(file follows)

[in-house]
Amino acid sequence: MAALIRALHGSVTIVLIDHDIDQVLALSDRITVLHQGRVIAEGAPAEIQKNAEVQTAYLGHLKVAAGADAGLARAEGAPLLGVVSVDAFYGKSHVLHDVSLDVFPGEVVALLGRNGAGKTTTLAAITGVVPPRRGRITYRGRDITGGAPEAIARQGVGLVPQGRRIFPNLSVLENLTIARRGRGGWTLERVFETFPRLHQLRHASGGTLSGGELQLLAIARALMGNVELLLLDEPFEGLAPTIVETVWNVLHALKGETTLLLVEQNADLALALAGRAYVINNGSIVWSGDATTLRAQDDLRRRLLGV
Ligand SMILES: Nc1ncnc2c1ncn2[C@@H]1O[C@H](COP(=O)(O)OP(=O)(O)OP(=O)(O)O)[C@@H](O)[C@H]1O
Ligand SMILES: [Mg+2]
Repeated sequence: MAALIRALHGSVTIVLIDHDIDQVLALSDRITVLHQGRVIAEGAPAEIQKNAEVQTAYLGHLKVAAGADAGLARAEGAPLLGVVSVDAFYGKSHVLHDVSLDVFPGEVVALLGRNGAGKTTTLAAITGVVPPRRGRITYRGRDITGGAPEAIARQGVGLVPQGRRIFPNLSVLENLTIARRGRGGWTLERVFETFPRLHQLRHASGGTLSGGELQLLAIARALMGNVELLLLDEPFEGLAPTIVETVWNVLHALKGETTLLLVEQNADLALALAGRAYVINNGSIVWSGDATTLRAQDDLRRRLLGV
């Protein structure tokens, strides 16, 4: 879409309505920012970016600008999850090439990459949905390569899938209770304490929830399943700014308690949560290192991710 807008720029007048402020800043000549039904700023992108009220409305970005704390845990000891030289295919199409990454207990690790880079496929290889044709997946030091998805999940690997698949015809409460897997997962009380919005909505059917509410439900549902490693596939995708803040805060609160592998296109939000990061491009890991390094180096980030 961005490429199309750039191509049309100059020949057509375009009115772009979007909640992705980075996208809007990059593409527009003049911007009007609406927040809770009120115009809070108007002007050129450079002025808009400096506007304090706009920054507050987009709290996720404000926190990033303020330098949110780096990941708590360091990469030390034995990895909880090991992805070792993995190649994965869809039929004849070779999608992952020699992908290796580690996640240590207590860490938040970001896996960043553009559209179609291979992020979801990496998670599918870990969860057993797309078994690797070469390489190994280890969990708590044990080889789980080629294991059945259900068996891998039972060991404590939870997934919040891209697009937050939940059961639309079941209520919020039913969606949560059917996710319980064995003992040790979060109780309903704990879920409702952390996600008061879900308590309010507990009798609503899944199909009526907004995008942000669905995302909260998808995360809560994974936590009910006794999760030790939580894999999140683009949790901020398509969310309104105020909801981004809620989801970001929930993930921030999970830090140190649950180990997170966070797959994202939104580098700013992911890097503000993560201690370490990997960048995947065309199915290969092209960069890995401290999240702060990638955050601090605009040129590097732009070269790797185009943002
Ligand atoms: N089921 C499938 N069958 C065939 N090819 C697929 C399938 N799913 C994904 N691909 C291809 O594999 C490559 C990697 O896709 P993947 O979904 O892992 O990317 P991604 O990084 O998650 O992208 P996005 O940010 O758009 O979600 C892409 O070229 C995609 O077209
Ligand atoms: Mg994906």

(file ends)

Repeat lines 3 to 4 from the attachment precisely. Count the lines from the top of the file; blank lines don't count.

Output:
Ligand SMILES: Nc1ncnc2c1ncn2[C@@H]1O[C@H](COP(=O)(O)OP(=O)(O)OP(=O)(O)O)[C@@H](O)[C@H]1O
Ligand SMILES: [Mg+2]